We got to wondering, how much per minute do some of the biggest stars in the NBA make? Of course, when you come up with a question like that, you can only do one thing—figure out the answer. So of course, that's what we did.
Now there is a major point of distinction here, we're talking about "stars," not players. I really had no interest in writing yet another article about how amnestied players like Rashard Lewis and Gilbert Arenas are overpaid.
So I looked at the 10 highest paid players who had made an All-Star game in the last two years and then simply calculated how much money they made a minute this year.
Admittedly, you can argue that they put in more "minutes" when you account for all the travel time, practice time and even time on the bench. Of course, that's only partly true. If a player gets suspended for a game, he loses the commensurate portion of his salary.
Therefore technically you can argue that they are only paid for the actual games and the rest is free.
So anyway, in the order of how much they make a minute, here are the 10 highest paid stars in the NBA. Think you can guess who's first?
Check out the expression on Pau's face in that picture. If he looked like that all the time, the Lakers would never lose. That's intense!
Pau Gasol made $18.7 million this year and played 2,430 minutes at $7,695 per minute. That's not bad. Probably most of us don't make that in a month.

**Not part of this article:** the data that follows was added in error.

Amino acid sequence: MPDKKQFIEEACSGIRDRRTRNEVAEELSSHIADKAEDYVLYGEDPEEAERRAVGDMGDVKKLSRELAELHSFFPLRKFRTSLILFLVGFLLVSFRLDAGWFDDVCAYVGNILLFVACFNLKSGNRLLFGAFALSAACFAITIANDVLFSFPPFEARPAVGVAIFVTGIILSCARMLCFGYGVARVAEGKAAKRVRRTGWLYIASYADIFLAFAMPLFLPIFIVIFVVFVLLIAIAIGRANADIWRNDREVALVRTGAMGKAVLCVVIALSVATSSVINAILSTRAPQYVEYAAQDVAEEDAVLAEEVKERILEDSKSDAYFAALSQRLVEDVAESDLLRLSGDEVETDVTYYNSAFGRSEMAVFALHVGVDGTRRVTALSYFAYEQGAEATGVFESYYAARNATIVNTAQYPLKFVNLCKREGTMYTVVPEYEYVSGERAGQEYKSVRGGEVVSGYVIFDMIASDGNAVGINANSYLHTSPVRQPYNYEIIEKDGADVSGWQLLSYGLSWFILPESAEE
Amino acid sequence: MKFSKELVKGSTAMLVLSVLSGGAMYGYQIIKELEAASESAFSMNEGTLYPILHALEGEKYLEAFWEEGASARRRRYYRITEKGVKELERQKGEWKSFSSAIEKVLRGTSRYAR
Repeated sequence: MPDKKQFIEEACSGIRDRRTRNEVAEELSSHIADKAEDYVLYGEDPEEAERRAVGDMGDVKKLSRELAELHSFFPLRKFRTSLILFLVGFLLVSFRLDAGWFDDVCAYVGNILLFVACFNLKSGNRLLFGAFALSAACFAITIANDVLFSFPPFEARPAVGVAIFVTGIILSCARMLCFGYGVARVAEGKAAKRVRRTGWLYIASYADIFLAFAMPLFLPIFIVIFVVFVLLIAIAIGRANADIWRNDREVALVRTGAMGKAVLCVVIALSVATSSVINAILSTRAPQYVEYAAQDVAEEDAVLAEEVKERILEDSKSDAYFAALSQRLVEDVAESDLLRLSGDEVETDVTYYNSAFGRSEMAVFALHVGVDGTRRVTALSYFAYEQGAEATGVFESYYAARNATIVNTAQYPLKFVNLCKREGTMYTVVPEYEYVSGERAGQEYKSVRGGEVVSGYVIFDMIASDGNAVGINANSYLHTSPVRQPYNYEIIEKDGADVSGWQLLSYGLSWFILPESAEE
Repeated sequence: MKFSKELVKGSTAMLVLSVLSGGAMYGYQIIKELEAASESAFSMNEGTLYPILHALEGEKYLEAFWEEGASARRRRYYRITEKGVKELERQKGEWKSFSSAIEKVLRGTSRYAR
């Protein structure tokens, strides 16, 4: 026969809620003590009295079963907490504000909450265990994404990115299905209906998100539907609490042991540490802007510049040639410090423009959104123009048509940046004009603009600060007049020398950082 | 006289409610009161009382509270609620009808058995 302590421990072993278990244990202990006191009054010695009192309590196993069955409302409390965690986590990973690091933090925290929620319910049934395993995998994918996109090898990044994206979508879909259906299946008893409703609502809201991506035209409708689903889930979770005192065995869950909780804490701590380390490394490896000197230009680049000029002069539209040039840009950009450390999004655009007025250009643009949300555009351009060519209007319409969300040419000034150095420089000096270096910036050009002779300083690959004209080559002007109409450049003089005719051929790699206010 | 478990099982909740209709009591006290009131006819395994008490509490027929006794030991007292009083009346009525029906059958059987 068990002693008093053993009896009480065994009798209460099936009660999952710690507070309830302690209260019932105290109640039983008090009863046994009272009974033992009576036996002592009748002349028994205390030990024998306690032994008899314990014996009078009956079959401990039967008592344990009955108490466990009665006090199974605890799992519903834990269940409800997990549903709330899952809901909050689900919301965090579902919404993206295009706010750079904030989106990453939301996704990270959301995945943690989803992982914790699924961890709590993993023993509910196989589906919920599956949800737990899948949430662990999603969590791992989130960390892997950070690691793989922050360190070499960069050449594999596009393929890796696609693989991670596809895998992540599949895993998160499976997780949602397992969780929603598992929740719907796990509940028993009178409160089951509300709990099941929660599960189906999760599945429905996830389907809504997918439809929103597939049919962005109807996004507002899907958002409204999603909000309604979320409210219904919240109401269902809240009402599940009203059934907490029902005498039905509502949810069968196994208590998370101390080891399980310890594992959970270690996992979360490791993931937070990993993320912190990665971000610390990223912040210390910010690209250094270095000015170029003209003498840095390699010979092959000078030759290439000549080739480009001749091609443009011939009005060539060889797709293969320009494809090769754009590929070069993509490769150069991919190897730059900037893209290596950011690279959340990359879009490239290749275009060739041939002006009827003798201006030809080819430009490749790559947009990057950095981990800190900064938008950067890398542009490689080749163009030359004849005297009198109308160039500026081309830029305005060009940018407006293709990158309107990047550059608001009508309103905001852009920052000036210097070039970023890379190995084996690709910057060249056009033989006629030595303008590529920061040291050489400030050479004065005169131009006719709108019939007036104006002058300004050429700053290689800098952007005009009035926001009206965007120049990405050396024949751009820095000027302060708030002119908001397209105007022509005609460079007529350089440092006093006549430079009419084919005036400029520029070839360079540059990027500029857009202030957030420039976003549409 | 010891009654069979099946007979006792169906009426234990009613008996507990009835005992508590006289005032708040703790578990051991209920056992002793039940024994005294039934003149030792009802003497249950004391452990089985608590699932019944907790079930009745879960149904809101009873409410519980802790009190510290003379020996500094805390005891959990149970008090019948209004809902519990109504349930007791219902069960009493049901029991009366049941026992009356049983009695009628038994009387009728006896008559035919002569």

Gasol had 8.3 win shares this year too, which is the most of anyone on this list, but he was only 10th in the NBA.
I don't get why players wear glasses when they are trying to look smart. It does't make you look smart, it makes you look near-sighted. Why do you want to look near-sighted? That's certainly not smart!
But I digress. Deron Williams is the lowest paid player on this list, making just 16.4 million this year, but because injuries kept him out of a lot of games, he made $9,750 per minute. Next year, though, he'll get a pay bump form someone.
I mean, $8,204 a minute is enough to put the bread on the table, but seriously, how is a man supposed to find the money for the butter off that kind of pittance? He needs some assistance.
Speaking of which, he made $25,478 per assist. That's a lot of dimes!
Some people might argue that Joe Johnson is not a star. His six NBA All-Star games would have you believe otherwise. Is he worth the $18.0 million he made this year? I suppose it's all a matter of perspective.
He made $8,462 a minute last year. Or, another way of looking at it, he made $19,334 per shot attempt, or $42,553 per shot made.
You know that game where you say, "Will you give me $50,000 if I make this shot?" Johnson pretty much plays that game every other night.
Dwight Howard made $8,647 a minute this year. That's a lot of money for a guy who changes his mind more often than he changes his clothes.
Of course, he takes a lot of abuse for that money too. He took 572 free throw attempts last year, which is less that four minutes per free throw attempt. That's $31,293 per free throw attempt.
That's just foul!
Dirk Nowitzki could be a weird sort of inspiration for LeBron James. At this time last year Nowitzki had the reputation of being a player who shrinks in the clutch. Now suddenly he's one of the most clutch payers in the game.